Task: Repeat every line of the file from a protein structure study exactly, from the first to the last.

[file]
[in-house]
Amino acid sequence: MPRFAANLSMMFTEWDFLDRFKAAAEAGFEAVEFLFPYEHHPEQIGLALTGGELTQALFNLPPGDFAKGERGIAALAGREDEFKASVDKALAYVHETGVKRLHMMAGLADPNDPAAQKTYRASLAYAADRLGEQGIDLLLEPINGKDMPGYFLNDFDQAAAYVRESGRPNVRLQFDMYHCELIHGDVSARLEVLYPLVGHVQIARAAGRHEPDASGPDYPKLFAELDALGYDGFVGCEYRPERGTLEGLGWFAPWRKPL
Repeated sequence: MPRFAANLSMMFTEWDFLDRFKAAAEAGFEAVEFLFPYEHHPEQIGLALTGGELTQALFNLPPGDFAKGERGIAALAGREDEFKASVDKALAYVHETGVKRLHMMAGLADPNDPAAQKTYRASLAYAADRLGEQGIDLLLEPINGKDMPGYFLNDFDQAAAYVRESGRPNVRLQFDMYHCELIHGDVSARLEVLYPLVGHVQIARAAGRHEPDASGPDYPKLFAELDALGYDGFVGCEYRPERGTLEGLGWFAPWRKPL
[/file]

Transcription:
[in-house]
Amino acid sequence: MPRFAANLSMMFTEWDFLDRFKAAAEAGFEAVEFLFPYEHHPEQIGLALTGGELTQALFNLPPGDFAKGERGIAALAGREDEFKASVDKALAYVHETGVKRLHMMAGLADPNDPAAQKTYRASLAYAADRLGEQGIDLLLEPINGKDMPGYFLNDFDQAAAYVRESGRPNVRLQFDMYHCELIHGDVSARLEVLYPLVGHVQIARAAGRHEPDASGPDYPKLFAELDALGYDGFVGCEYRPERGTLEGLGWFAPWRKPL
Repeated sequence: MPRFAANLSMMFTEWDFLDRFKAAAEAGFEAVEFLFPYEHHPEQIGLALTGGELTQALFNLPPGDFAKGERGIAALAGREDEFKASVDKALAYVHETGVKRLHMMAGLADPNDPAAQKTYRASLAYAADRLGEQGIDLLLEPINGKDMPGYFLNDFDQAAAYVRESGRPNVRLQFDMYHCELIHGDVSARLEVLYPLVGHVQIARAAGRHEPDASGPDYPKLFAELDALGYDGFVGCEYRPERGTLEGLGWFAPWRKPL